What is a Finance API?

A simple way to grasp this concept would be to imagine you are looking at a flowing river that stretches as long as you can see.

You can see the river, you can see the water flowing in the river, but you can’t see where the water is coming from. There must be a lake or an ocean that is constantly providing water to the river, but not one that is within your sight.

That lake or ocean is the proverbial API!

Financial APIs are the back-end data that go into any financial platform that you aren’t able to see when you’re on the website or platform.

Data such as the real-time prices of stocks constantly flashing a new number or the newsfeed that instantly posts a press release at 8 a.m. on the dot are both examples of financial tools you use that are provided via API.

Types of Finance APIs

Here are a few financial data sets that you might be surprised to know are all integrated into platforms via API:

  • Earnings: estimated and actual earnings per share, estimated and actual revenue, earnings-related news headlines
  • Analyst ratings: analyst upgrades and downgrades with price target changes
  • Dividends: all dividend distribution announcements with ex-dividend dates
  • Economics: coverage of the largest market-driving economic news headlines
  • Stock splits: when a company announces a split and how large the split will be
  • IPOs: the price, capital raised and date for all upcoming and historical initial public offerings

What to Look for in a Finance API

Many financial data sets have become such a commodity now (pun intended) that most people don’t think twice about how they get them or where these pieces come from.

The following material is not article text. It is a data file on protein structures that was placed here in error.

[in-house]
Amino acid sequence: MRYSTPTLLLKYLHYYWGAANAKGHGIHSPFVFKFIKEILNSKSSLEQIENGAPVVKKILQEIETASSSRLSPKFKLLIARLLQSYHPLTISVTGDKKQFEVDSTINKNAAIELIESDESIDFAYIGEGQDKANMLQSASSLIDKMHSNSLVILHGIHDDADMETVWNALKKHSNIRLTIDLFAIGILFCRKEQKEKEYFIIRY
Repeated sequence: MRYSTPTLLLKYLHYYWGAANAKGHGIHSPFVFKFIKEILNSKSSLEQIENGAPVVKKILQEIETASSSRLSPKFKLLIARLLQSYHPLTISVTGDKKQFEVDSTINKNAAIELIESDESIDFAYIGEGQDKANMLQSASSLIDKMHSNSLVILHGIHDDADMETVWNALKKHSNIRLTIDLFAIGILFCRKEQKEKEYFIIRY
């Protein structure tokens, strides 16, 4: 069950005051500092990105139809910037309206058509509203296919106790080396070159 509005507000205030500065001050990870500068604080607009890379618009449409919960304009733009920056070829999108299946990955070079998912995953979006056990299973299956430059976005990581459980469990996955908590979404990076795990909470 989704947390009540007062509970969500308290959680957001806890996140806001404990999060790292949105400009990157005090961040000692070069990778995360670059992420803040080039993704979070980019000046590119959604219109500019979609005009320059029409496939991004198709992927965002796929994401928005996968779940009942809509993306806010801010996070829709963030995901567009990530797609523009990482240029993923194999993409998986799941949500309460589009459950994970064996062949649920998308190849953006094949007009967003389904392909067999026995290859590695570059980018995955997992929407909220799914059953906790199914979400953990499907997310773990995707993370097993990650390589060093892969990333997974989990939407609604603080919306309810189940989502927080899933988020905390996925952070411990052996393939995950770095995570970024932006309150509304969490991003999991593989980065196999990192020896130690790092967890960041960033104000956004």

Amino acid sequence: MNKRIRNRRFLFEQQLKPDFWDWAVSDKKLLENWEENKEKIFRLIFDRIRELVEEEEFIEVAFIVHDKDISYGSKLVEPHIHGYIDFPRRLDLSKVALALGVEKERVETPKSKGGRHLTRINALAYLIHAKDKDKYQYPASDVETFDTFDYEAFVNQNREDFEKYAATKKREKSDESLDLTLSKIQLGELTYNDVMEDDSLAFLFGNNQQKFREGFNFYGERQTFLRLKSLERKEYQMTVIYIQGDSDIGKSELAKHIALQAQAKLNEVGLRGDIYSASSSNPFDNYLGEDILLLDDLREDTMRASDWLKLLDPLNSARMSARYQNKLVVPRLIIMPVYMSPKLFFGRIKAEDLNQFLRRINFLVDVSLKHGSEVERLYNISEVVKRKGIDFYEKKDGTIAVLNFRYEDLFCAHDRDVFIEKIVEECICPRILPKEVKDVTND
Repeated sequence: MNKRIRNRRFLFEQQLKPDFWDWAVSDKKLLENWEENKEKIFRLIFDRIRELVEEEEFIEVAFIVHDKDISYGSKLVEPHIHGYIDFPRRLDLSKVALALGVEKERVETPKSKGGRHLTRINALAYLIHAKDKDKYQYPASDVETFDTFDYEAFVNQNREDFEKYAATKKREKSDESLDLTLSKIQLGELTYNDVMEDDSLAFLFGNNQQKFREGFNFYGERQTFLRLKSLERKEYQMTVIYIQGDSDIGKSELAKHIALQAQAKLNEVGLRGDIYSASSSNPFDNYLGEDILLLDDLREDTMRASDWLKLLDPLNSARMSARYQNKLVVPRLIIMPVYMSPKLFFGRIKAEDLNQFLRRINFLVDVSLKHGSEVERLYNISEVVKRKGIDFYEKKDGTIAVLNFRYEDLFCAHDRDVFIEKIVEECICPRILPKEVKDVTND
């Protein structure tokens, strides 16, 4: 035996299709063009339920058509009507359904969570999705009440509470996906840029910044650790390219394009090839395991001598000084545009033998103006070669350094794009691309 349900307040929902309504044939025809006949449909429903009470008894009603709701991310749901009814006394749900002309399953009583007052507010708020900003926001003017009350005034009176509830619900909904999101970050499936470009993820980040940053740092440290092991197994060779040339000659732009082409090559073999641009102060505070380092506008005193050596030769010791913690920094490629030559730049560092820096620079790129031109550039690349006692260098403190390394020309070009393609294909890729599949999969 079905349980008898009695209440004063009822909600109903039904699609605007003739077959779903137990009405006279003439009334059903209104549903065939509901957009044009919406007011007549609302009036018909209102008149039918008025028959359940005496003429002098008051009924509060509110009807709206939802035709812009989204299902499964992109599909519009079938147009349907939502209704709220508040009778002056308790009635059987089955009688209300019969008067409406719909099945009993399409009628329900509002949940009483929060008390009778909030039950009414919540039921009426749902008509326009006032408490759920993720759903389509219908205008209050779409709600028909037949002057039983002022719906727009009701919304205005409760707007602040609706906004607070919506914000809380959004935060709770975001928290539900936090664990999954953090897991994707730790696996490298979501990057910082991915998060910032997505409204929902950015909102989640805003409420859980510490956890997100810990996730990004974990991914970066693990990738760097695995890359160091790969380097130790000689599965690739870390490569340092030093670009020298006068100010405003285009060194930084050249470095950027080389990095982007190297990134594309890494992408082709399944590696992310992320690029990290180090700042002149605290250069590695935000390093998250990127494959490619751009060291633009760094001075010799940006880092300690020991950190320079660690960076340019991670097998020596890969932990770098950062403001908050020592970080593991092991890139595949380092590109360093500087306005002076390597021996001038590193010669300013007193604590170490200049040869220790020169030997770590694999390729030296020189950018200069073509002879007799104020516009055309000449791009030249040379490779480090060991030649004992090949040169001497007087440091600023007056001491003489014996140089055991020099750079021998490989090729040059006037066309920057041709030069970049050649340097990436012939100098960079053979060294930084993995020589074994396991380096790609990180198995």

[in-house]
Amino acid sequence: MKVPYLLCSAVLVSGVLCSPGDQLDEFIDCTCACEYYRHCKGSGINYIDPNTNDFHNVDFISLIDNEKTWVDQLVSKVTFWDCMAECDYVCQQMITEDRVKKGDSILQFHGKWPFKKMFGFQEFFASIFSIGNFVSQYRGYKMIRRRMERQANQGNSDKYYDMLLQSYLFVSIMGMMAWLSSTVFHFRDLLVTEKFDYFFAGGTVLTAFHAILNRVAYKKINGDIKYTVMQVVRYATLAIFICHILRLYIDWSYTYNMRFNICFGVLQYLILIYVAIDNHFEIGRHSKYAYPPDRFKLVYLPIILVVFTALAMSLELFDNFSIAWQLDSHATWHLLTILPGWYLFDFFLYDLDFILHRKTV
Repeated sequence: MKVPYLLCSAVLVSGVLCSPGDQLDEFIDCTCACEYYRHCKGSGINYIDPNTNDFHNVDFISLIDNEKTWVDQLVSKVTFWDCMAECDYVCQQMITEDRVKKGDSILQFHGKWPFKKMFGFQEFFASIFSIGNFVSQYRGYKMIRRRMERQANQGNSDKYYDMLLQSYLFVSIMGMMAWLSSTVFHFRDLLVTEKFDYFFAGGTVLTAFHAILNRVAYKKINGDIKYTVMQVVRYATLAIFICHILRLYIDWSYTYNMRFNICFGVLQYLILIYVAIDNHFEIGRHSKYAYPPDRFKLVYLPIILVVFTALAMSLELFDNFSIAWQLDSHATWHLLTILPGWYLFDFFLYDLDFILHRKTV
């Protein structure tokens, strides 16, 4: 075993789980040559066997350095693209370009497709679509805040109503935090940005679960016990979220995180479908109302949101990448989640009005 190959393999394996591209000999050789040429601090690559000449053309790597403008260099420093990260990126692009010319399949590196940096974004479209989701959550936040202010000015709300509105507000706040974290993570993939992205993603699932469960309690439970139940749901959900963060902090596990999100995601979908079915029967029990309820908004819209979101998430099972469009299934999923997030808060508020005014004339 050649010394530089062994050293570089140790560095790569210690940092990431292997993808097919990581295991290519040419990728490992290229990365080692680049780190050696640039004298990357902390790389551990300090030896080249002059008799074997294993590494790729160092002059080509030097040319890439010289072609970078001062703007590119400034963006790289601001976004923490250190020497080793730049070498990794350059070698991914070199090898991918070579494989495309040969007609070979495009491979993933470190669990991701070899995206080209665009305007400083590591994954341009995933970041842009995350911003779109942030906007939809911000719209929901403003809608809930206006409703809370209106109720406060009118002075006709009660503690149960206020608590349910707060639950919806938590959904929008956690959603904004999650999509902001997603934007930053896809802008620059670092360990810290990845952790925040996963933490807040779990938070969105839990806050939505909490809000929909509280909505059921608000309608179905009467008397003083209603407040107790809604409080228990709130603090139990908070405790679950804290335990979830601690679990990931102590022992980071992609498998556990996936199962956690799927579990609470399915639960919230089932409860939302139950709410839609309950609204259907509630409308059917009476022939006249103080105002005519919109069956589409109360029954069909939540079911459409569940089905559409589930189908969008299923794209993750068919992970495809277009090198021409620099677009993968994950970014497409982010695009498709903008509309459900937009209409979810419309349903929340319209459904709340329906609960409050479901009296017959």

However, before you pay that shady-looking guy in the alleyway for a cheap API, you might want to check for these important factors.

Price flexibility. A good data partner will always give at least some wiggle room for you. Since APIs are high-margin products, every data provider can afford to budge at least a little to have your business. That said, lowballing your vendors could lead to them not doing business with you, so finding a healthy balance is a key to getting a good API and saving a few bucks while you’re at it.

Latency. Some data vendors add a latency (or delay) to their API data to maintain a competitive edge on their financial products. This delay can be anywhere from a few seconds to several minutes. If you don’t ask, many data vendors might sneak this little piece of information past you, so always make sure to ask about this before buying any API!

API calls allowed per minute. Another way data vendors may try to maintain a competitive edge is by limiting the amount of API calls a buyer is allowed to do per minute. This is essentially the frequency of how often you can update or request for new information. So, if you had a “live” stock quote that was only allowed to do 1 API call per minute, the quote would only update every minute. Knowing how often you can make an API call is another key to knowing how fast the data will end up showing on your platform.

Types available (TCP, Rest API and FTP). There are a few different types of data distributors that you may want to consider based on what you are looking for. The standard API is a rest API. This is the type where you need to make an API call to get real-time data (the fastest APIs typically offer 1 call per second). Looking for something even faster in sub-second speeds?